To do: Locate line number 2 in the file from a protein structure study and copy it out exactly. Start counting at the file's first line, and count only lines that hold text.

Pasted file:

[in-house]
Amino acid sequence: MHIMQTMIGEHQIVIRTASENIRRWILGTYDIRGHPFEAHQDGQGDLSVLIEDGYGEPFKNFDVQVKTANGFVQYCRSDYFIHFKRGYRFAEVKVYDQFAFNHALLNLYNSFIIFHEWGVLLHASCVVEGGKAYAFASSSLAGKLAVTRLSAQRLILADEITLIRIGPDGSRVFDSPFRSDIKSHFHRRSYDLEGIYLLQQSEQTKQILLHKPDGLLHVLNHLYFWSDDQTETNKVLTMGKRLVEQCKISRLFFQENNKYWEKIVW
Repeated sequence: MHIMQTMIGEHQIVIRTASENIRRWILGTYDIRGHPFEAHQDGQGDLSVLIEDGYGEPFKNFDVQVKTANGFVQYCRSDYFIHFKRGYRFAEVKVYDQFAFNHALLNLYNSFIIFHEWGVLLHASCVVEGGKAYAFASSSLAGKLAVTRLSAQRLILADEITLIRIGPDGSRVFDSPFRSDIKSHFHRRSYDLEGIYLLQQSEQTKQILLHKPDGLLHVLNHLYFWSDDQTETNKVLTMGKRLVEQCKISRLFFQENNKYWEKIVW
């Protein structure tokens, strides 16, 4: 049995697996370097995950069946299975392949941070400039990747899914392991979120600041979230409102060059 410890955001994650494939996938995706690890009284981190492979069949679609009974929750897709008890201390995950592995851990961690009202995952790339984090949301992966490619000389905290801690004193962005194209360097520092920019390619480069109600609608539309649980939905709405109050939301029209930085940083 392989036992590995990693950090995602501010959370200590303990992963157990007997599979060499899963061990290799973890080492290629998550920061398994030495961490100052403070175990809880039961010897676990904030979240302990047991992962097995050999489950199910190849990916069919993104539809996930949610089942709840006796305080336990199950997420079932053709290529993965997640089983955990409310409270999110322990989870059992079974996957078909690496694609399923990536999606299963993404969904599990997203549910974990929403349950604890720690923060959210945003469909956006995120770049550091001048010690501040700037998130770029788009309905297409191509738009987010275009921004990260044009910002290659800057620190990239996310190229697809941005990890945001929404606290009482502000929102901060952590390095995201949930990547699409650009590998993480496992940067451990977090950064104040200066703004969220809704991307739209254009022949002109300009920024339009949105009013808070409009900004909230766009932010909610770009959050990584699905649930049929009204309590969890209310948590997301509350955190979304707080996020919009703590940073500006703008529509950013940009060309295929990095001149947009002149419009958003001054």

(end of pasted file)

Amino acid sequence: MHIMQTMIGEHQIVIRTASENIRRWILGTYDIRGHPFEAHQDGQGDLSVLIEDGYGEPFKNFDVQVKTANGFVQYCRSDYFIHFKRGYRFAEVKVYDQFAFNHALLNLYNSFIIFHEWGVLLHASCVVEGGKAYAFASSSLAGKLAVTRLSAQRLILADEITLIRIGPDGSRVFDSPFRSDIKSHFHRRSYDLEGIYLLQQSEQTKQILLHKPDGLLHVLNHLYFWSDDQTETNKVLTMGKRLVEQCKISRLFFQENNKYWEKIVW